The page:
Monday, October 27, 2008

Paulson Wimps Out On Executive Pay

Last week I praised Mr. Paulson for attacking one obvious flaw in the bailout bill's executive compensation limits: the Stan O'Neal Memorial Loophole, in which you fire a guy but pretend he left for some other reason so he can keep his golden parachute.

Does this mean I’m loving the way Treasury is carrying out Congress's orders to crack down on excessive compensation at bailed-out banks?

Heavens, no.

First of all, Mr. Paulson is doing the bare minimum the law requires, although he has broad powers to set "appropriate" compensation standards. I can promise you that if I'm appointed Treasury Secretary, I’ll have a lot more fun with this authority.

And in an act of extreme naivete, or extreme cynicism, the current Secretary is putting his trust in the firms’ own compensation committees, those souls of generosity who helped bring about this enjoyable economic moment.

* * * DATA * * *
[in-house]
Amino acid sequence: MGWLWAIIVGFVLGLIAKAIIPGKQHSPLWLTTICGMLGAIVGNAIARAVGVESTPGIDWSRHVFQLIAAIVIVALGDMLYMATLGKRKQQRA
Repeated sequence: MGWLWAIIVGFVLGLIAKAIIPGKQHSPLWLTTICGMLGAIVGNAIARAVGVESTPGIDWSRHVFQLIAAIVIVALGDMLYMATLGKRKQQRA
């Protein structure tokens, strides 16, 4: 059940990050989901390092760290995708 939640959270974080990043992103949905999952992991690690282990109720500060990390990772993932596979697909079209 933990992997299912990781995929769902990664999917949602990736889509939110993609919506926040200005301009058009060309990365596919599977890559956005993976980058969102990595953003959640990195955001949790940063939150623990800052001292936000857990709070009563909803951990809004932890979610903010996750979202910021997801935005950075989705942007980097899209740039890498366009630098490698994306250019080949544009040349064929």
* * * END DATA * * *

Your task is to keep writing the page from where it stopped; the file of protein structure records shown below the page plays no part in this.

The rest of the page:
One of the most useful tools in the bill - potentially - is Congress's directive to get rid of compensation plans that could inspire executives at bailed-out firms to take "unnecessary and excessive risks.” But Mr. Paulson has merely delegated this job to each firm's compensation committee, with a few vague instructions. For example, he tells the committees to meet with senior risk officers - once a year - to contemplate the “relationship” between compensation and risk management. Once a year? I'm choking on my gummi bears here, and it's really hard to choke on those things.

And Mr. Paulson’s compensation rules cover only the CEO, CFO and the next 3 highest paid officers. This crazily leaves out many of the traders who got us into this mess, and the ones who'll probably get us into the next one.

Also, as Carl Icahn pointed out on his blog, the golden parachute ban doesn’t kick in unless a severance package adds up to triple an executive’s annual pay. So a bailed-out CEO who’s been averaging $10 million in salary and bonus for the last five years could still get fired for incompetence and head off to Golfland with $29 million in severance.

I suspect boards won’t take advantage of that particular loophole in the immediate future, as they won't want to risk the slings and arrows of Andrew Cuomo and Henry Waxman. But, jeez, Hank, this is no time to be such a wuss. Get out there and have some fun.

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